To no one’s surprise, central bank digital currencies aren’t going away. Some countries are bolder than others on this front, which is somewhat expected. Nigeria plans to conduct a digital currency pilot in October, which will be interesting to behold.
A Bold Move By Nigeria
Ever since the concept of central bank digital currencies came to light, there has been a lot of speculation. No one in the Western world seems eager to take the plunge and maintains a wait-and-see attitude. Not too surprising, as the idea or technology has never been tested in a real-world environment, let alone undergone peer review or validation by anyone else. It may very well be a fad that will disappear into obscurity sooner rather than later.
Despite the challenges the creation of central bank digital currencies presents, some countries remain interested. That is unfortunate, as a digital currency issued by a central bank will not offer consumers or companies any more freedom than the current system does. Instead, it might make things even worse, as even more financial data can be harvested by the people who shouldn’t need it in the first place.
Nigeria currently plans to conduct a central bank digital currency trial in October of 2021. CBN has confirmed the plan of action. Apparently, its CBDC has been in development since 2017 and goes by the code name “Giant”. Hyperledger’s Fabric blockchain powers it, but no further details are known at this time. CBN believes this digital currency will facilitate growth in cross-border trade and domestic payment efficiency.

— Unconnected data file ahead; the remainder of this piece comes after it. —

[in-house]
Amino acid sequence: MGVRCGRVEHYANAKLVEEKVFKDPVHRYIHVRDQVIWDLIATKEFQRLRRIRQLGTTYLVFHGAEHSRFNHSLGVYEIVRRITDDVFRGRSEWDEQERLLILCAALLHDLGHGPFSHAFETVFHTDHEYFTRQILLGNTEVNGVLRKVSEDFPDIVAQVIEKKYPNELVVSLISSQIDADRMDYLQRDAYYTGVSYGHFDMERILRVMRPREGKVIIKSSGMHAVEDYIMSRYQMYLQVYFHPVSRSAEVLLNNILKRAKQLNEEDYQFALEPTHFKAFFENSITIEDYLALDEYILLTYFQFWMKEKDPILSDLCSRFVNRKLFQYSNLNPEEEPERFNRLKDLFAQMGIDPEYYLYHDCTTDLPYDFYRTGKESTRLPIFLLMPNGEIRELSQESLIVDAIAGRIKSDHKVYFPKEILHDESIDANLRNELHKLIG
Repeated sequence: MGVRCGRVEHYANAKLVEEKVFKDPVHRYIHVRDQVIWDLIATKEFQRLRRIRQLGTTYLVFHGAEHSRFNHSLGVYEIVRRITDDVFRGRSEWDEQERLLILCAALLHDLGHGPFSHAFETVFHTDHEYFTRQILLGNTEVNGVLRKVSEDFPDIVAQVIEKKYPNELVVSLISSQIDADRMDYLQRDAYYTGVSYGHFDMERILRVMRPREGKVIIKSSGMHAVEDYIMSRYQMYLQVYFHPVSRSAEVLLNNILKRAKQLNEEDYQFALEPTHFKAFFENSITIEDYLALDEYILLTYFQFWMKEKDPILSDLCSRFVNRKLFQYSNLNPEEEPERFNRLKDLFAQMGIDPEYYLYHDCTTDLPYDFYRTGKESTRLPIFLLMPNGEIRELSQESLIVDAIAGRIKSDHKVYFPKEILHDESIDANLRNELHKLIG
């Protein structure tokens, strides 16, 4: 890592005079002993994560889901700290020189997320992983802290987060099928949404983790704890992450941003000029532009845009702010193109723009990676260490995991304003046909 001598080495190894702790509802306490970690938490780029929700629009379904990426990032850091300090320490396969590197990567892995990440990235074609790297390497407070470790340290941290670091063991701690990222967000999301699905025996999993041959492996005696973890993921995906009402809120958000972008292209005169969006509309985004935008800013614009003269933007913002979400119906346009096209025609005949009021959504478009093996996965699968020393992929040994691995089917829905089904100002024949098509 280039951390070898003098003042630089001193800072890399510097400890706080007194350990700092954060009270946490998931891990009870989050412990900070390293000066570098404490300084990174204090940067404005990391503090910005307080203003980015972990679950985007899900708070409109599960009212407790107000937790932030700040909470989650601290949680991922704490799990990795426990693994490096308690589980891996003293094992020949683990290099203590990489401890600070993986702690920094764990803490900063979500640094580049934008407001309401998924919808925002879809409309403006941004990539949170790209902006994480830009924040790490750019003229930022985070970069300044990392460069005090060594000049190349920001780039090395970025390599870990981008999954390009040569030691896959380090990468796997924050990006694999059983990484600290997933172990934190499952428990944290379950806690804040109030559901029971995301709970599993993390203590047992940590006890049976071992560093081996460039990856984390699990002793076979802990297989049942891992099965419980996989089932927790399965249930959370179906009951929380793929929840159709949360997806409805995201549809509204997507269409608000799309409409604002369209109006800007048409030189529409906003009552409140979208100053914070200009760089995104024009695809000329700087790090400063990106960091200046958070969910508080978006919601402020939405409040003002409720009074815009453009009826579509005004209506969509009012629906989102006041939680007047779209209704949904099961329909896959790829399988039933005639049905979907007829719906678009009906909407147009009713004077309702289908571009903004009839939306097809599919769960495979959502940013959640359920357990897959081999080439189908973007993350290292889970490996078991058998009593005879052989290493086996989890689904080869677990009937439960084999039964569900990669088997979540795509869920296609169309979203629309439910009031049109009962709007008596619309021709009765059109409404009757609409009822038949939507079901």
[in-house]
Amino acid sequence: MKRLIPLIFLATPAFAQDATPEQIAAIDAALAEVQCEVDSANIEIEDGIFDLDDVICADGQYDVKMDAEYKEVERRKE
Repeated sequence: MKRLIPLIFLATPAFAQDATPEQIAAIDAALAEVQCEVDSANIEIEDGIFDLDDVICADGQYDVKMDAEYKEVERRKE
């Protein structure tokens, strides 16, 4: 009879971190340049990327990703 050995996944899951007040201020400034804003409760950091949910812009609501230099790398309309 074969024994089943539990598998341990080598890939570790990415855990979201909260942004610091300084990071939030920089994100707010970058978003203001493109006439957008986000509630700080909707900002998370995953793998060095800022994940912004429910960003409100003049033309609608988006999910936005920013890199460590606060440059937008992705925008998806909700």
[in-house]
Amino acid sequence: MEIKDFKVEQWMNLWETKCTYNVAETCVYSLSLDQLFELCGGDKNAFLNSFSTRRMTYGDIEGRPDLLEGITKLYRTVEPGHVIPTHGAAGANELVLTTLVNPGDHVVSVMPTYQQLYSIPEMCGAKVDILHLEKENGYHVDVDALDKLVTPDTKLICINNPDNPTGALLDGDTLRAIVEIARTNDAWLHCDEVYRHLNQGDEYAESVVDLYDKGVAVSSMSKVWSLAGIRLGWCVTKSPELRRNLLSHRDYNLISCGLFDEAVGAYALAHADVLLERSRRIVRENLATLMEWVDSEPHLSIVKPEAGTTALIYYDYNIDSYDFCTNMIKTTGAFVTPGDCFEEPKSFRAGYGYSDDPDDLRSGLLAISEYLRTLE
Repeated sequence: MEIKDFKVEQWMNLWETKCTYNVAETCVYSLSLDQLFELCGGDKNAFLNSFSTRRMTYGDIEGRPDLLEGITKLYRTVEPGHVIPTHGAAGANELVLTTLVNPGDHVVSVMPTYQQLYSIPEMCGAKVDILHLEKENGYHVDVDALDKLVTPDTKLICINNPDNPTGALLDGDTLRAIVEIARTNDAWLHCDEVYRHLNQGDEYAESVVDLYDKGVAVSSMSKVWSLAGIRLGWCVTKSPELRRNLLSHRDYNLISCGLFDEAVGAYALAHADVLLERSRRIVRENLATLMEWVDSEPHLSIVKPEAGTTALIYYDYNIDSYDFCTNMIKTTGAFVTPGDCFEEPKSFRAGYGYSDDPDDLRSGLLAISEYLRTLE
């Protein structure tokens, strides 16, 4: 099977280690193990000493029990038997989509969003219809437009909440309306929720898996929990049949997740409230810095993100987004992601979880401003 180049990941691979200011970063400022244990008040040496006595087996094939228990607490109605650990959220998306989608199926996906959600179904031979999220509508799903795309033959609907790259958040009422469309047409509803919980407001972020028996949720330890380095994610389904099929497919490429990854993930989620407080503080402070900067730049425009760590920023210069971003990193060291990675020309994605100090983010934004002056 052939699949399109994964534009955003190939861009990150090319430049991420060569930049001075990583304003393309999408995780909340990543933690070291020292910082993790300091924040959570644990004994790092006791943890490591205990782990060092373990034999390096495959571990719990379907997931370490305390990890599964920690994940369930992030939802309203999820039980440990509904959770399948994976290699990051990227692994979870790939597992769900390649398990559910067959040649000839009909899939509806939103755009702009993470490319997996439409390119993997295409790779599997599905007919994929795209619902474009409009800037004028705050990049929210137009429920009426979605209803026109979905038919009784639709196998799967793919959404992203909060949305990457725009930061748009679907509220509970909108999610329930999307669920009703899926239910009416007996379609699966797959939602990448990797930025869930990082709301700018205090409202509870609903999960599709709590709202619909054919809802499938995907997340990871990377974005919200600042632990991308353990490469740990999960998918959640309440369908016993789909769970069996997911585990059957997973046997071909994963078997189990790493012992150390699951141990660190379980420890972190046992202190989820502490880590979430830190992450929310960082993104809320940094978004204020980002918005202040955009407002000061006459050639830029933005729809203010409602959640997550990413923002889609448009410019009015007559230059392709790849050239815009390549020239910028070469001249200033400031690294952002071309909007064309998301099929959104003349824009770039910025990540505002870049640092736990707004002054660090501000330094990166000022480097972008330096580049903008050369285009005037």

Project Giant is not the first of central bank digital currencies to become operational in Africa. South Africa has a digital Rand, and Ghana uses the e-cedi. Both projects have been around for a little while, although it remains unclear how long they will remain active. Contrary to what policymakers may want to believe. CBDCs have no guaranteed future. Not everyone wants to remain a slave to central banking, after all.
A Forced Process Won’t Work
The switch to this CBDC is not entirely surprising. A few months ago, the CBN forced all financial institutions across Nigeria to stop providing services to cryptocurrency firms and projects. As the financial growth cryptocurrencies can provide to the Nigerian economy is far greater than any threat it could pose, a weird and silly decision can provide to the Nigerian economy. Purposefully opposing innovation and financial freedom is counterproductive.
Any bank in Nigeria refusing to comply with those forced guidelines would face strict sanctions. Following China’s example in cryptocurrency matters is not ideal for any self-respecting nation. Additionally, this raises concerns over how banks will be forced to embrace this latest in a list of central bank digital currencies or face similar sanctions. That is one way of enforcing adoption, yet it solves none of the country’s financial problems.
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